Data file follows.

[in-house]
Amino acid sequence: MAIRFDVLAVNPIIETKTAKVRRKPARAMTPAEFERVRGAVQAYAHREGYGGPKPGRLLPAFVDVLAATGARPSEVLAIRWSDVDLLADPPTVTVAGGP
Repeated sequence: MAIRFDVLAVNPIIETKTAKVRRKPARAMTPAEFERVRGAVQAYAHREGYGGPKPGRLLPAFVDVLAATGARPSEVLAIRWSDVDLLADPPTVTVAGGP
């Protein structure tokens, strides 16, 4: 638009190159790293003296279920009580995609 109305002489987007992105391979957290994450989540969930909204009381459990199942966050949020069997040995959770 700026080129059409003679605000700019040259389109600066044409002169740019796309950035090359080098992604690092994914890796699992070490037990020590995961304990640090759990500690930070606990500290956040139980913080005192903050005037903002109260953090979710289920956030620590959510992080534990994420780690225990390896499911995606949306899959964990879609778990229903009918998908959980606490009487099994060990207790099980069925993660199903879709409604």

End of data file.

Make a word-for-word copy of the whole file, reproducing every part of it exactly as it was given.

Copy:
[in-house]
Amino acid sequence: MAIRFDVLAVNPIIETKTAKVRRKPARAMTPAEFERVRGAVQAYAHREGYGGPKPGRLLPAFVDVLAATGARPSEVLAIRWSDVDLLADPPTVTVAGGP
Repeated sequence: MAIRFDVLAVNPIIETKTAKVRRKPARAMTPAEFERVRGAVQAYAHREGYGGPKPGRLLPAFVDVLAATGARPSEVLAIRWSDVDLLADPPTVTVAGGP
């Protein structure tokens, strides 16, 4: 638009190159790293003296279920009580995609 109305002489987007992105391979957290994450989540969930909204009381459990199942966050949020069997040995959770 700026080129059409003679605000700019040259389109600066044409002169740019796309950035090359080098992604690092994914890796699992070490037990020590995961304990640090759990500690930070606990500290956040139980913080005192903050005037903002109260953090979710289920956030620590959510992080534990994420780690225990390896499911995606949306899959964990879609778990229903009918998908959980606490009487099994060990207790099980069925993660199903879709409604």